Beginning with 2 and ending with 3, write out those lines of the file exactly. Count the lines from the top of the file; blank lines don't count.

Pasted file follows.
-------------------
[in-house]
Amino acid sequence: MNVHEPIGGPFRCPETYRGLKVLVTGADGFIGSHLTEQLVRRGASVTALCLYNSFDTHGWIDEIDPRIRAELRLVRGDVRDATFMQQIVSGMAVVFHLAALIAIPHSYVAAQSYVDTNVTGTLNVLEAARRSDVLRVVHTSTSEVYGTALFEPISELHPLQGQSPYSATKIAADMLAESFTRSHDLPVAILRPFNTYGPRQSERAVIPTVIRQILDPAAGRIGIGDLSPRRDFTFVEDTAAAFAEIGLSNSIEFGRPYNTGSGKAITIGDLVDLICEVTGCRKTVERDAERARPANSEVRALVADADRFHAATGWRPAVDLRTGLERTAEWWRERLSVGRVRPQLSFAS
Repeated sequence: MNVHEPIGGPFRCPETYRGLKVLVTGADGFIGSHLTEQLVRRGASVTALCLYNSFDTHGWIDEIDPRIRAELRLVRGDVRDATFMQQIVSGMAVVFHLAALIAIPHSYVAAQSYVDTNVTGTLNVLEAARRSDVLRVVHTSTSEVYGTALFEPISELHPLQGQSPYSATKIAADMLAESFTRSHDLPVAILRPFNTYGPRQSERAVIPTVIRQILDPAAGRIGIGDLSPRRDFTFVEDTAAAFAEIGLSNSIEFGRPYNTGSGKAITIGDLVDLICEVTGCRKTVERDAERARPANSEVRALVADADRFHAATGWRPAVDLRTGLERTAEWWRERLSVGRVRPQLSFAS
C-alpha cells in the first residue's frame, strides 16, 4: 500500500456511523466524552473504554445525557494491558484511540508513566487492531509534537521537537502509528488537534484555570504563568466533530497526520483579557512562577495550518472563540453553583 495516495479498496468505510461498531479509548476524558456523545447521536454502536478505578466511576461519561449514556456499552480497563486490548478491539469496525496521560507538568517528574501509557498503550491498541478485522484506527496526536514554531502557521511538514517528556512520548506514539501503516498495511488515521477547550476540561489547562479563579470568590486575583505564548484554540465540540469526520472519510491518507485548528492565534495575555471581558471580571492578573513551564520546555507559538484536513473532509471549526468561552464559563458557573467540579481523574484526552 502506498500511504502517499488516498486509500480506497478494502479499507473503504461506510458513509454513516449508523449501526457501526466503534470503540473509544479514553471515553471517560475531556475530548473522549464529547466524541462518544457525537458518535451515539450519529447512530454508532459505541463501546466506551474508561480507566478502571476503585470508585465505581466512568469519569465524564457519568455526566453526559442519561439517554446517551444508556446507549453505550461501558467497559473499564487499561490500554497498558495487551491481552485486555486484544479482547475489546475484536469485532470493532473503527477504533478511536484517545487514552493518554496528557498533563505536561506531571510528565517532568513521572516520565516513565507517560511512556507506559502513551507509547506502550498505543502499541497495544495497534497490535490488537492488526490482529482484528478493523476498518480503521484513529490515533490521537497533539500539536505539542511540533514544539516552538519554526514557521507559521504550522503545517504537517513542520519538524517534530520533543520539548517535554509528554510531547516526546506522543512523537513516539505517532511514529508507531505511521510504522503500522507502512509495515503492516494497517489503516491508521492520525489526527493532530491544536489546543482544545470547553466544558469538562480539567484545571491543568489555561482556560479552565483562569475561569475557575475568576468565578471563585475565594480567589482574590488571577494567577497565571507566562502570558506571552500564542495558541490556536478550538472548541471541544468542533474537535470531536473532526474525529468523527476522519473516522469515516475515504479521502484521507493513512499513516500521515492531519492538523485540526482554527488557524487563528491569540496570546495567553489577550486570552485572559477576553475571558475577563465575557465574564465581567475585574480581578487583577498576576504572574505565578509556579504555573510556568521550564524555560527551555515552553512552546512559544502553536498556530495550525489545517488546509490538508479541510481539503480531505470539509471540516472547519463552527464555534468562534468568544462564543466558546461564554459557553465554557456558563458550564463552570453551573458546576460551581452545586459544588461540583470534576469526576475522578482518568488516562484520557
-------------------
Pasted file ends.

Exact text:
Amino acid sequence: MNVHEPIGGPFRCPETYRGLKVLVTGADGFIGSHLTEQLVRRGASVTALCLYNSFDTHGWIDEIDPRIRAELRLVRGDVRDATFMQQIVSGMAVVFHLAALIAIPHSYVAAQSYVDTNVTGTLNVLEAARRSDVLRVVHTSTSEVYGTALFEPISELHPLQGQSPYSATKIAADMLAESFTRSHDLPVAILRPFNTYGPRQSERAVIPTVIRQILDPAAGRIGIGDLSPRRDFTFVEDTAAAFAEIGLSNSIEFGRPYNTGSGKAITIGDLVDLICEVTGCRKTVERDAERARPANSEVRALVADADRFHAATGWRPAVDLRTGLERTAEWWRERLSVGRVRPQLSFAS
Repeated sequence: MNVHEPIGGPFRCPETYRGLKVLVTGADGFIGSHLTEQLVRRGASVTALCLYNSFDTHGWIDEIDPRIRAELRLVRGDVRDATFMQQIVSGMAVVFHLAALIAIPHSYVAAQSYVDTNVTGTLNVLEAARRSDVLRVVHTSTSEVYGTALFEPISELHPLQGQSPYSATKIAADMLAESFTRSHDLPVAILRPFNTYGPRQSERAVIPTVIRQILDPAAGRIGIGDLSPRRDFTFVEDTAAAFAEIGLSNSIEFGRPYNTGSGKAITIGDLVDLICEVTGCRKTVERDAERARPANSEVRALVADADRFHAATGWRPAVDLRTGLERTAEWWRERLSVGRVRPQLSFAS